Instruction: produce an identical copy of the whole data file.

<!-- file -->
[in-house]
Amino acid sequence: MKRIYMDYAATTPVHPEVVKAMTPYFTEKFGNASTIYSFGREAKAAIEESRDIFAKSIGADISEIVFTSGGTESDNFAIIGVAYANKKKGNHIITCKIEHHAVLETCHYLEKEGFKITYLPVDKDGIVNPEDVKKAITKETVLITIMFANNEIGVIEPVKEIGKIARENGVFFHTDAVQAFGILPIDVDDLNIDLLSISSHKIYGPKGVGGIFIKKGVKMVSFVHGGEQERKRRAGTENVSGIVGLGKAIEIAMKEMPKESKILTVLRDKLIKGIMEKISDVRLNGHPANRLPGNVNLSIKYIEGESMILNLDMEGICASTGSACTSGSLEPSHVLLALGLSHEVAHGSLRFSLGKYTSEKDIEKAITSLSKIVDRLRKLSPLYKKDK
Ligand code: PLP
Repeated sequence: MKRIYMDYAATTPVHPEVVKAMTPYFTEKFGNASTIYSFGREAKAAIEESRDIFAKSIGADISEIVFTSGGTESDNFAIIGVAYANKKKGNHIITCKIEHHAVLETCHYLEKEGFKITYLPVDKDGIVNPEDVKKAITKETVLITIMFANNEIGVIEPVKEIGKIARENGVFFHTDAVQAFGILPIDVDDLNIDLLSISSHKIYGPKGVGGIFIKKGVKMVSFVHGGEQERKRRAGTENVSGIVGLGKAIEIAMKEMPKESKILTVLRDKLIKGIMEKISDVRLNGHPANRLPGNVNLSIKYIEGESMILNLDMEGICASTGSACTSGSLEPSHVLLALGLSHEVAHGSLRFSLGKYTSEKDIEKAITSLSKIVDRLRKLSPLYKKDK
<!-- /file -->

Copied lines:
[in-house]
Amino acid sequence: MKRIYMDYAATTPVHPEVVKAMTPYFTEKFGNASTIYSFGREAKAAIEESRDIFAKSIGADISEIVFTSGGTESDNFAIIGVAYANKKKGNHIITCKIEHHAVLETCHYLEKEGFKITYLPVDKDGIVNPEDVKKAITKETVLITIMFANNEIGVIEPVKEIGKIARENGVFFHTDAVQAFGILPIDVDDLNIDLLSISSHKIYGPKGVGGIFIKKGVKMVSFVHGGEQERKRRAGTENVSGIVGLGKAIEIAMKEMPKESKILTVLRDKLIKGIMEKISDVRLNGHPANRLPGNVNLSIKYIEGESMILNLDMEGICASTGSACTSGSLEPSHVLLALGLSHEVAHGSLRFSLGKYTSEKDIEKAITSLSKIVDRLRKLSPLYKKDK
Ligand code: PLP
Repeated sequence: MKRIYMDYAATTPVHPEVVKAMTPYFTEKFGNASTIYSFGREAKAAIEESRDIFAKSIGADISEIVFTSGGTESDNFAIIGVAYANKKKGNHIITCKIEHHAVLETCHYLEKEGFKITYLPVDKDGIVNPEDVKKAITKETVLITIMFANNEIGVIEPVKEIGKIARENGVFFHTDAVQAFGILPIDVDDLNIDLLSISSHKIYGPKGVGGIFIKKGVKMVSFVHGGEQERKRRAGTENVSGIVGLGKAIEIAMKEMPKESKILTVLRDKLIKGIMEKISDVRLNGHPANRLPGNVNLSIKYIEGESMILNLDMEGICASTGSACTSGSLEPSHVLLALGLSHEVAHGSLRFSLGKYTSEKDIEKAITSLSKIVDRLRKLSPLYKKDK